First Innings - What will the AI frenzy mean for Gatekeepers?

12 October 2023

AIGatekeeperGatekeepersMarket TrendsOpportunitiesPricingTechnology

Expert: Varun Rajwanshi, Senior Vice President, Lazard Asset Management Moderator: Chris Rushworth, Associate Director, Alpha Financial Management


  1. When it comes to the AI hype-cycle, investors tend to overestimate near-term and underestimate mid-term impact following a technology trigger
  2. The AI-arms race has triggered a front-loading of investments by hyper-scalers and internet service providers to support AI training/inference tasks
  3. Sustainability of this demand will be determined by the evolution and adoption of enterprise and consumer use-cases 


The discussion reflected the complex interplay of technological advancements, market dynamics, adoption challenges, and the evolving landscape of AI's impact across industries and sectors, including:

AI's cost and capex problem:
The discussion highlighted concerns about the sustainability of AI's cost, especially with the significant increase in spending on AI servers and networking. AI-related capex is on the rise, potentially crowding out investments in other tech infrastructure. This poses questions about the sustainability of this spending trajectory and how it might affect non-AI capex recovery, particularly for hyper-scalers.

Deflationary and inflationary drivers:
Factors such as Moore's law driving semiconductor advancements and model optimization lead to deflationary pressures. However, the increase in model size and datasets acts as an inflationary driver, impacting the pricing considerations and ROI/payback periods for users.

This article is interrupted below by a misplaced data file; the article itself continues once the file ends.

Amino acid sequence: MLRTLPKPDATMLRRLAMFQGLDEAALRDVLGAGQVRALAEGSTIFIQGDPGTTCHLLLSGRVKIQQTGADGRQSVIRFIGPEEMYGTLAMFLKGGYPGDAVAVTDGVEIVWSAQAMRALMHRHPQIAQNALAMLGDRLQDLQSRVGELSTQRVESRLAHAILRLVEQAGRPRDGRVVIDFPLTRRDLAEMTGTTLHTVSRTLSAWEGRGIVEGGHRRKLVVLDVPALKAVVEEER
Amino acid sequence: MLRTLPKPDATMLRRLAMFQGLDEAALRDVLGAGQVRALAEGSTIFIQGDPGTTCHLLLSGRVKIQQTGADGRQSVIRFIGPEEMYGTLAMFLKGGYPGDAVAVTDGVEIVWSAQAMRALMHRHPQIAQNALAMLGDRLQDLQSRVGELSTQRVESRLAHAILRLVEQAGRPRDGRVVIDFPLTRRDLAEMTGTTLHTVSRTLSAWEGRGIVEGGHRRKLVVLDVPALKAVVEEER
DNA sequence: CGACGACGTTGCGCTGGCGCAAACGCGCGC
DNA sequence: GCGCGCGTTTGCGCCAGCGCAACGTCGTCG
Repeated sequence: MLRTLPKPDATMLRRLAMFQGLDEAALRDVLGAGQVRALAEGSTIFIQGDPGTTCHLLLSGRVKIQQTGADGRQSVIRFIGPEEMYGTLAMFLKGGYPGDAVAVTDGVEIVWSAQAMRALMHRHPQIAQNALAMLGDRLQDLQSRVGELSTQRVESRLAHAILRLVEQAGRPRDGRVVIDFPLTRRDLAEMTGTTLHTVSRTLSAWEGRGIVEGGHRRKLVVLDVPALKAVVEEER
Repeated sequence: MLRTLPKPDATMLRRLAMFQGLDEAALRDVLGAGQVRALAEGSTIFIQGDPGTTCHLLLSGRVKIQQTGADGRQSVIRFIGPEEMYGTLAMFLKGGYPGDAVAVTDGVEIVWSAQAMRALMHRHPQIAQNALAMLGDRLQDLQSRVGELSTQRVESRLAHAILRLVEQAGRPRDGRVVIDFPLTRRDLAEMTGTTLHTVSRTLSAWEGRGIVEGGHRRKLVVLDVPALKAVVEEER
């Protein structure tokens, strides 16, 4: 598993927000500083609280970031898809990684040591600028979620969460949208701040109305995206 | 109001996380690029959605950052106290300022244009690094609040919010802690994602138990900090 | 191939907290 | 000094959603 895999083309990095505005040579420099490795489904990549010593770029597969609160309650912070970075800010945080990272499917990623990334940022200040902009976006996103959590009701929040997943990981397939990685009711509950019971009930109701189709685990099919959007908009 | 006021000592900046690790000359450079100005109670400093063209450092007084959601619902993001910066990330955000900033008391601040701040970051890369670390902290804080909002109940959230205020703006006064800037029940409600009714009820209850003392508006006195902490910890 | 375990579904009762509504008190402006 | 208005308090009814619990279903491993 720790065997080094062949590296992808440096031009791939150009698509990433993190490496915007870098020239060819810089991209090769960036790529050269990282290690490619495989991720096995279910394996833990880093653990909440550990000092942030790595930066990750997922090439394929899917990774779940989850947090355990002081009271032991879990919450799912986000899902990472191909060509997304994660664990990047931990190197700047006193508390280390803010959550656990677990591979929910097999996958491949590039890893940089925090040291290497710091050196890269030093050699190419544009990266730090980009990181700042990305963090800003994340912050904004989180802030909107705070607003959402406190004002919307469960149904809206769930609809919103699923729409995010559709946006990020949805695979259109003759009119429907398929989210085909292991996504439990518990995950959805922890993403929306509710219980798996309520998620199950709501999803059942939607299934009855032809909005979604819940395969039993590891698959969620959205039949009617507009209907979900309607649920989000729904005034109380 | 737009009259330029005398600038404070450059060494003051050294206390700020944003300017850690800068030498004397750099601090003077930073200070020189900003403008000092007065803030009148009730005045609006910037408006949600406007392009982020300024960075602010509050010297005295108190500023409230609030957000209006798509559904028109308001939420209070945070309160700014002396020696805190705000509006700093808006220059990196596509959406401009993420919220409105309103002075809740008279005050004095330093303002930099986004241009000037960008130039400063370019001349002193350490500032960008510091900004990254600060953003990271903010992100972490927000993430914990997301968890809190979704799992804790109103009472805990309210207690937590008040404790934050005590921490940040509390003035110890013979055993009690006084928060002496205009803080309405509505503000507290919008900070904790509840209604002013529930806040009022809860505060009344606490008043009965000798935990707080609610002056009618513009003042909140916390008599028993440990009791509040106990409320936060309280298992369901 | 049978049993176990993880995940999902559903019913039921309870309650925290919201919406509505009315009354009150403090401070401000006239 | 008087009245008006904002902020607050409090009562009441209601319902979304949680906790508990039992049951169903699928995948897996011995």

Enterprise IT budgets and adoption challenges:
While AI and digital transformation are expected to impact IT budgets positively, the adoption in the enterprise sector faces barriers like ROI assessment, skill gaps, data protection, and regulatory considerations. Unlike consumer cycles, enterprise adoption tends to be slower due to more integrated workflows and longer replacement cycles for existing software.

Value-capture framework:
The value from AI's evolution is anticipated to move up the stack, from early beneficiaries like semiconductors towards software and services as use-cases and adoption expand. A similar pattern was observed in the mobile internet cycle (Semis -> Devices -> Software + Services).

Semiconductors in the AI/IoT era:
There's a focus on the dominance of semiconductor players in the AI/IoT era, particularly in edge deployments for AI inferencing. Innovation in semiconductor design and manufacturing, aimed at higher performance and energy efficiency, is expected to shape the market.

Impact on IT services:
Gen AI deployments are expected to have a net positive impact on IT services, leveraging AI advancements and increasing demands for services associated with AI integration and deployment.

Key takeaways:

  • Investors often overestimate short-term impacts and underestimate mid-term effects following an AI technology trigger
  • The cycle of hype and expectation doesn't always align with the actual timeline of AI's influence on markets and industries
  • The AI arms race has led hyper-scalers and internet service providers to heavily invest in infrastructure to support AI tasks. This front-loading of investments may influence market dynamics, but the sustainability of this demand depends on the evolution and adoption of enterprise and consumer use-cases
  • Key questions to ask are:
    • Do they have a product?
    • What is the market opportunity?
    • What is the pricing power?
    • What is the pace of adoption?